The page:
The Allegory of the Palace

April 16th, 2012

Today Lena and I ran to catch the bus to go to school. The brisk 7am jog to the public transportation stop helped wake me up a bit, but what really did it was the coffee at breakfast at Lena’s school, hosted by the German exchange students.

We discussed our weekends with one another, and did more catching up, before the Germans had to get to class. The Americans then took a walking tour of Trier. We saw the Porta Nigra from inside, and learned about the various domes and churches in the historic town.

My favorite part of the tour was the pink palace behind Constantine’s church. And here begins The Allegory of the Palace:

The palace used to be perfectly symmetrical, up until the time when one wing of the palace was destroyed. To compensate for the asymmetry of the well-known building, the grounds keepers planted a large tree in front of the other (intact) wing of the building. They did this in hopes that the tree would obscure the wing in spring/summer, thereby giving the building a symmetrical look.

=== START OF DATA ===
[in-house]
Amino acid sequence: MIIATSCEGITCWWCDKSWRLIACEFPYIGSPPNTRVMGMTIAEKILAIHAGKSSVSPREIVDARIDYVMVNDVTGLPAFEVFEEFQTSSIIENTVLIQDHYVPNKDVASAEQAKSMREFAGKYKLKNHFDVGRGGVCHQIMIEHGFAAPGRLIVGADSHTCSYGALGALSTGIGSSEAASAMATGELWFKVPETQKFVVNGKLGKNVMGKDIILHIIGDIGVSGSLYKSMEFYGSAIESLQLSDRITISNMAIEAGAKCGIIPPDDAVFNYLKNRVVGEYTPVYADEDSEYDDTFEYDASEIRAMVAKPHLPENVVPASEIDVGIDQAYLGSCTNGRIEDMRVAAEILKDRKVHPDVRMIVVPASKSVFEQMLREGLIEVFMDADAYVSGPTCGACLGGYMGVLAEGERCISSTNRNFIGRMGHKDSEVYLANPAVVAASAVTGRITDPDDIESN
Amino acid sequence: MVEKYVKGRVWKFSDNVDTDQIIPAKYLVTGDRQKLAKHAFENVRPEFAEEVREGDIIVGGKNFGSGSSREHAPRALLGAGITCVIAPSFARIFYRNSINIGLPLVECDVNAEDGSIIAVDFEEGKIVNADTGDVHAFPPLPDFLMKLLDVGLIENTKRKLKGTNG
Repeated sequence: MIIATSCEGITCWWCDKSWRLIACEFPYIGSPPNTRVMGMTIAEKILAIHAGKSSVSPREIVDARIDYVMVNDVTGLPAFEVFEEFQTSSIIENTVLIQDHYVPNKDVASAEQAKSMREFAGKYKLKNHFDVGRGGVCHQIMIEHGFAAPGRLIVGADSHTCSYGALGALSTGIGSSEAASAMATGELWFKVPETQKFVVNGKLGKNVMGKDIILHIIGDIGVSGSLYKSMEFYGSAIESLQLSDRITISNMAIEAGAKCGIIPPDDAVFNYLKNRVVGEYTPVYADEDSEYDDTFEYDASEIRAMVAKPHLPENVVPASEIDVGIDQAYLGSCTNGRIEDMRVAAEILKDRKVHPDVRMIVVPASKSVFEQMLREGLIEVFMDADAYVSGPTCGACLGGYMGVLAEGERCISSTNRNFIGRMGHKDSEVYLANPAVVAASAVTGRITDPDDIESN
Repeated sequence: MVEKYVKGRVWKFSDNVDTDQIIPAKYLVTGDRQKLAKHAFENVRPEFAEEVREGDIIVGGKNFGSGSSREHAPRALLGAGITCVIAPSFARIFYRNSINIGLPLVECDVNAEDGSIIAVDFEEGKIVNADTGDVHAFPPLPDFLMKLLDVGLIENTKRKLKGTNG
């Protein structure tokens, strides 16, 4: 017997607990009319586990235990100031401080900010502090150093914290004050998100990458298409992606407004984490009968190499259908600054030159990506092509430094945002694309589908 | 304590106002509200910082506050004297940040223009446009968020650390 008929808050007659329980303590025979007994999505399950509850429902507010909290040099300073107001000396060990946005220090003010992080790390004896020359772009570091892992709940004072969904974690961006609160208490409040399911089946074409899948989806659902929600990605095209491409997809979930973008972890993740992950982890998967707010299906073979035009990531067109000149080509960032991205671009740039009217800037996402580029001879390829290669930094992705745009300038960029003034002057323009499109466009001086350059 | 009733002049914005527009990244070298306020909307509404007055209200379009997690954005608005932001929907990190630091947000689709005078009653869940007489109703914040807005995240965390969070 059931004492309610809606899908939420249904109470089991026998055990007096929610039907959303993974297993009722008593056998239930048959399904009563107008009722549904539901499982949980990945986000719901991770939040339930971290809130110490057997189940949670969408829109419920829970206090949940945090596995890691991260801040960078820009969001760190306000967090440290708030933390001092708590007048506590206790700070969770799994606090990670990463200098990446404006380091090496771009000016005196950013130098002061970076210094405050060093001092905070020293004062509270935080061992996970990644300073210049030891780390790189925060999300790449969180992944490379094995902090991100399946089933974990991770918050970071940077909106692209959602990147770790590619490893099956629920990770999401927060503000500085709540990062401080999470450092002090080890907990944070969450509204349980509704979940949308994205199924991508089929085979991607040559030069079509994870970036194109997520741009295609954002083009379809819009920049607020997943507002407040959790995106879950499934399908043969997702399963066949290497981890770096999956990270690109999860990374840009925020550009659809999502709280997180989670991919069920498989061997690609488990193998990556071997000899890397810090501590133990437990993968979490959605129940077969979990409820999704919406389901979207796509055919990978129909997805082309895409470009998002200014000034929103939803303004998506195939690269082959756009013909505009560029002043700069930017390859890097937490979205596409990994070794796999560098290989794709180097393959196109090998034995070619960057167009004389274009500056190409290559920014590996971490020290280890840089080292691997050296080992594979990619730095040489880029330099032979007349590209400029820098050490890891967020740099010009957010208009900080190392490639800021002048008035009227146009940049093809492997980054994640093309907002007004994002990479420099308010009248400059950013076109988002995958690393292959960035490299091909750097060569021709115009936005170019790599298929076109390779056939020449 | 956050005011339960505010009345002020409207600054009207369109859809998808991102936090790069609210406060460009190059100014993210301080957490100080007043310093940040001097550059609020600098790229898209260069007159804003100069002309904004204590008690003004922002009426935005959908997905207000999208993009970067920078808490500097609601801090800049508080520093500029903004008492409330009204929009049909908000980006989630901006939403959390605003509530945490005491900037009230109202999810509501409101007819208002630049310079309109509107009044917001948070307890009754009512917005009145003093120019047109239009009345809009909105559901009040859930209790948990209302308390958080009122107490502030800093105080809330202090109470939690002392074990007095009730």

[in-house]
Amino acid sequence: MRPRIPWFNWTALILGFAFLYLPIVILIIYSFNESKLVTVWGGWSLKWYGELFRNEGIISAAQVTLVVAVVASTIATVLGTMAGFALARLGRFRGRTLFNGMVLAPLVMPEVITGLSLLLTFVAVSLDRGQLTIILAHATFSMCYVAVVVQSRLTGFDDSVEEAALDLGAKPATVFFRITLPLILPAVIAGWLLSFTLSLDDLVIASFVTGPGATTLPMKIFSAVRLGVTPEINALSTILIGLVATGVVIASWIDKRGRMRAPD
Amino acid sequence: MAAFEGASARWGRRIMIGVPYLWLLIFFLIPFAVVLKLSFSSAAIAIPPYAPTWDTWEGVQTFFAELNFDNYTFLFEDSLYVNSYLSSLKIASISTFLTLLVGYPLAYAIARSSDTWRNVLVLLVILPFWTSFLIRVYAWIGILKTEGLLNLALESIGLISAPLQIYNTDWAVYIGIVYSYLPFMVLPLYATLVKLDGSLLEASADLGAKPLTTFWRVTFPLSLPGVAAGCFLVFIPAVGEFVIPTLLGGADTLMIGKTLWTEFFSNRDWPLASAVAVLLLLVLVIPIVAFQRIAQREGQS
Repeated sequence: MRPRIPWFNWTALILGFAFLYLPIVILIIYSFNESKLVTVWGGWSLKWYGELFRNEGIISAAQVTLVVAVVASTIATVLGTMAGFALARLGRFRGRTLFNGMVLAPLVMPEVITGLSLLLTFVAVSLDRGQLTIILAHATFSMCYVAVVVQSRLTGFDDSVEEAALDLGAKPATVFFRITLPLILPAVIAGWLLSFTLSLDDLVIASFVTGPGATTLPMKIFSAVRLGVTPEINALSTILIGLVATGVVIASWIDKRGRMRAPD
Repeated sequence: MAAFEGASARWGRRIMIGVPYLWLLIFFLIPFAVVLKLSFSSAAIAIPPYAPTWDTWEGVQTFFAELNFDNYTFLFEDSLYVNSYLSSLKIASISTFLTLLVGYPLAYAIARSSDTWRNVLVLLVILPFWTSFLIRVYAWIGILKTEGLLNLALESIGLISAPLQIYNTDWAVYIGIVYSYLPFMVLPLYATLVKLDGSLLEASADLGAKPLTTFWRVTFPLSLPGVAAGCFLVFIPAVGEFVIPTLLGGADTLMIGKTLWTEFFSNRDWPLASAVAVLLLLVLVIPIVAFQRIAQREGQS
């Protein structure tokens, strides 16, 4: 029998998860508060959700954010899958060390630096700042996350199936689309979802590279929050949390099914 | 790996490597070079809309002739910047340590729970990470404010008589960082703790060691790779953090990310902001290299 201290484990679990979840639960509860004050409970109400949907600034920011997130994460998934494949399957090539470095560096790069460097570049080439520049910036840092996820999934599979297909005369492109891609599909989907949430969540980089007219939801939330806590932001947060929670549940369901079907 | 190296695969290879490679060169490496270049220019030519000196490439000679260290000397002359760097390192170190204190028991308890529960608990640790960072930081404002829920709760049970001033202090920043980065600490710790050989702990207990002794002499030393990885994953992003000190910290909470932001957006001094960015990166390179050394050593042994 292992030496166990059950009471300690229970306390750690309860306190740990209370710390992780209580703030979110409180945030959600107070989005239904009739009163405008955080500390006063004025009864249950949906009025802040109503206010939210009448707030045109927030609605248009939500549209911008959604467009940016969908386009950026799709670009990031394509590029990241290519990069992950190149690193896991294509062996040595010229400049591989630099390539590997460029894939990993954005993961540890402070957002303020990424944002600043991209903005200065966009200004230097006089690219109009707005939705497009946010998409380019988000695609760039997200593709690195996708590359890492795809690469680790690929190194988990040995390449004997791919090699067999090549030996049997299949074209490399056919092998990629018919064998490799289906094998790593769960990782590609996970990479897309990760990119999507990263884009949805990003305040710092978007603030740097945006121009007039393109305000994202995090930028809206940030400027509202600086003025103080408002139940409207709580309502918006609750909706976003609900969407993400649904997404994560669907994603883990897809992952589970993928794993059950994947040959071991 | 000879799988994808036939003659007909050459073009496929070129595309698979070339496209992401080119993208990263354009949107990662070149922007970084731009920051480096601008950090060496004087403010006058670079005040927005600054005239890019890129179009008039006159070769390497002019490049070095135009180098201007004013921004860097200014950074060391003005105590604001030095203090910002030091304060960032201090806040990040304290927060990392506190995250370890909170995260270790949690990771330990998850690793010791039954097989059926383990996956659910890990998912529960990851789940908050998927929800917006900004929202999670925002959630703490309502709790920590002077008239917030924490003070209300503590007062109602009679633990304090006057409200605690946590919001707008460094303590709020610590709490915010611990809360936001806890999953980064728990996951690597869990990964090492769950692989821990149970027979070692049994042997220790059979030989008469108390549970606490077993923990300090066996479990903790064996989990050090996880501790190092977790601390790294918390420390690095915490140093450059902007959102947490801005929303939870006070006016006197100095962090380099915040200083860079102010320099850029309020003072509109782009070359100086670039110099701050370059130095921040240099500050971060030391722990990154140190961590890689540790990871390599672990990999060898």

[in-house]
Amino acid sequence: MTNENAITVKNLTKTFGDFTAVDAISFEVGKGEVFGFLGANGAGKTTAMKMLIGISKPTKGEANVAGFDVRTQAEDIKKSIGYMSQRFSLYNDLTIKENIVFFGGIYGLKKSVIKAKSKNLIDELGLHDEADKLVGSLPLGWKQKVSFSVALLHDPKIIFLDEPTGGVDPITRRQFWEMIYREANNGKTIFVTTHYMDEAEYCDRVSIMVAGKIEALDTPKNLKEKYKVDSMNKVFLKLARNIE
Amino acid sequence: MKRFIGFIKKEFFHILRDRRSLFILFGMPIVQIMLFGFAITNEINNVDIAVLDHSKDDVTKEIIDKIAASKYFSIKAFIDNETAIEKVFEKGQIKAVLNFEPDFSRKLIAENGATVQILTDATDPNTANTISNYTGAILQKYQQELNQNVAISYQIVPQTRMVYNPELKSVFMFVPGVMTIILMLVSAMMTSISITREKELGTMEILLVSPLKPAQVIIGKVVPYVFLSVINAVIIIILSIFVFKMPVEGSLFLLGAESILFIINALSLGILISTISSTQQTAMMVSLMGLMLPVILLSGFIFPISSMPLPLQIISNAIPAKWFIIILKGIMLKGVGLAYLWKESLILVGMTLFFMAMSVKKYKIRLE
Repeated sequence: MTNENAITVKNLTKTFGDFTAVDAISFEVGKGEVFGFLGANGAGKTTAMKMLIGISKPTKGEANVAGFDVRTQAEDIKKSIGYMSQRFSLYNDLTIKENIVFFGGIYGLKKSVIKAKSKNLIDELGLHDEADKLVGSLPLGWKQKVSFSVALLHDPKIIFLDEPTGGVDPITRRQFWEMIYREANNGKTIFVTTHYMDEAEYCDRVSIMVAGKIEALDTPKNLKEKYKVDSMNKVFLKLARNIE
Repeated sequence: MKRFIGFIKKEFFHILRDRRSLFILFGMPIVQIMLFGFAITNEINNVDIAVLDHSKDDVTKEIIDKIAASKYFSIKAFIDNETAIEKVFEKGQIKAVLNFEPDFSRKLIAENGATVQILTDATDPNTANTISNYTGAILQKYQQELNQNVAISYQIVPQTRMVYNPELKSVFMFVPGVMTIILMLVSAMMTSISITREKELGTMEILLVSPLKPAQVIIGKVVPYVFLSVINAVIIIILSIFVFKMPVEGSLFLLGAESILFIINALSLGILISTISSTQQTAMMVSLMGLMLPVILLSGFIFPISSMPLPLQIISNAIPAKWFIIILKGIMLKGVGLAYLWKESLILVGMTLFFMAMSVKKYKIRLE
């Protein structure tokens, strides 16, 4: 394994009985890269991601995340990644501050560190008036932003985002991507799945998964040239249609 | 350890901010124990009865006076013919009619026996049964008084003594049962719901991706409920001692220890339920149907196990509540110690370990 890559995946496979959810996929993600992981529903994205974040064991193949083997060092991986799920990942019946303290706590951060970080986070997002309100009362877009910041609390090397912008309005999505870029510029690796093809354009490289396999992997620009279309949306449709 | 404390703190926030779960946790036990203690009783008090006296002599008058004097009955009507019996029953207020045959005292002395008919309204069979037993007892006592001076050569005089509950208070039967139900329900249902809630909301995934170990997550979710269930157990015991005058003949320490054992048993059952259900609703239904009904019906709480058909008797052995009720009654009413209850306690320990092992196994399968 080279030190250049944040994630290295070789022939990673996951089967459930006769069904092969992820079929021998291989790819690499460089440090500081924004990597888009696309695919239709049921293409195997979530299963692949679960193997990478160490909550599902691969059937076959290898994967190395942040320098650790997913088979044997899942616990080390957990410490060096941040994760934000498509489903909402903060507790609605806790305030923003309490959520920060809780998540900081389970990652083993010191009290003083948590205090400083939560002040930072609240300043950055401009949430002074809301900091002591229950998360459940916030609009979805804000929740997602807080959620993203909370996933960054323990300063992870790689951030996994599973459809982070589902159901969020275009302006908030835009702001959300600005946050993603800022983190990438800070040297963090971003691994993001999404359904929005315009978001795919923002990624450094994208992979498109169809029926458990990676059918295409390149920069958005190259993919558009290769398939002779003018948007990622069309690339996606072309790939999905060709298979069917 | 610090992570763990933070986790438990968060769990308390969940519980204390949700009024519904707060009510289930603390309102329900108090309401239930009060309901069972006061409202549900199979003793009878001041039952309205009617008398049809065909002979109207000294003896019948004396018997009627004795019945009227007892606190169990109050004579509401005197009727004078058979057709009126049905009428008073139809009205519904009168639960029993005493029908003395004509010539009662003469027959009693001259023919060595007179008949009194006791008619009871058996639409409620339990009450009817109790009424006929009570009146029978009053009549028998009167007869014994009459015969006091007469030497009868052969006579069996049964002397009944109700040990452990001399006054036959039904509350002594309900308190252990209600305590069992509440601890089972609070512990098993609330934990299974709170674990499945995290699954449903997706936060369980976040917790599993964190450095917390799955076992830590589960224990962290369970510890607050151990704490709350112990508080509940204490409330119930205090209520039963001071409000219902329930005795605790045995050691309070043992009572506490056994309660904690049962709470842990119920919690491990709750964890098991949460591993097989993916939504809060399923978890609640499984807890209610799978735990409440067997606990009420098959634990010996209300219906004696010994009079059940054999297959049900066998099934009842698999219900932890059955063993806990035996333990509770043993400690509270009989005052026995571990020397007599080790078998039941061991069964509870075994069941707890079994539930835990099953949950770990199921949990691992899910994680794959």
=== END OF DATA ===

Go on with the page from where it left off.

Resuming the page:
Sometimes it’s hard not to feel like the palace. Lopsided, sure, but perfectly so. Hey, why can’t palaces be asymmetrical? And, naturally, where there is an imperfection, there is someone ready to plant a tree to mask it. To personify this, there are people who attribute imperfections to a whole host of excuses. While, in reality, it makes more sense (to me) to tear down that dumb tree (those silly excuses) and accept that The Pink Palace was destined to be lopsided. Maybe we wouldn’t have to bend our vision so much if we spread around more acceptance.

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After our tour, we met our students back at Humboldt Gymnasium (their school), and Lena and I took the public bus back home. We watched movies and played half a game of Monopoly to end the evening to a gorgeous day.

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One response to “The Allegory of the Palace

  1. hey Mandi!

    Sounds like a great day. I’m with you on the asymmetry of palaces and people. In my mind that’s no mooole – it’s a distinguishing beauty mark. And the same for how we think, what our traits are, how we spend our time – all make up what we consider our personal norm.

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